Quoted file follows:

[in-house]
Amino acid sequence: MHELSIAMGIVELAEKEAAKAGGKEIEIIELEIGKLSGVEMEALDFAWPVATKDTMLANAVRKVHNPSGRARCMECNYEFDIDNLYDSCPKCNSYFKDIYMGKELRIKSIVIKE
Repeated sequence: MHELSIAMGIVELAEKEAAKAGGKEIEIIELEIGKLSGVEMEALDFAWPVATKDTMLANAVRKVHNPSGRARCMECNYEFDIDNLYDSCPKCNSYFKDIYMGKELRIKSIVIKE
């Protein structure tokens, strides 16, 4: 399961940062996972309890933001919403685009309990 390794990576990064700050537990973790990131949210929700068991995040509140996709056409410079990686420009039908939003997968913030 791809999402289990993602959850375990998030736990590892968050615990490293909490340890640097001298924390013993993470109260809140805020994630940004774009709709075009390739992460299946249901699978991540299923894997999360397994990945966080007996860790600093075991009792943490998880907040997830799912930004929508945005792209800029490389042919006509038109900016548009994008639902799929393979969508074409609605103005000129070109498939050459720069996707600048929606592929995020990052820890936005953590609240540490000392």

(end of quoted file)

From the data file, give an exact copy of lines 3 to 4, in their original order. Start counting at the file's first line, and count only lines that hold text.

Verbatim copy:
Repeated sequence: MHELSIAMGIVELAEKEAAKAGGKEIEIIELEIGKLSGVEMEALDFAWPVATKDTMLANAVRKVHNPSGRARCMECNYEFDIDNLYDSCPKCNSYFKDIYMGKELRIKSIVIKE
């Protein structure tokens, strides 16, 4: 399961940062996972309890933001919403685009309990 390794990576990064700050537990973790990131949210929700068991995040509140996709056409410079990686420009039908939003997968913030 791809999402289990993602959850375990998030736990590892968050615990490293909490340890640097001298924390013993993470109260809140805020994630940004774009709709075009390739992460299946249901699978991540299923894997999360397994990945966080007996860790600093075991009792943490998880907040997830799912930004929508945005792209800029490389042919006509038109900016548009994008639902799929393979969508074409609605103005000129070109498939050459720069996707600048929606592929995020990052820890936005953590609240540490000392």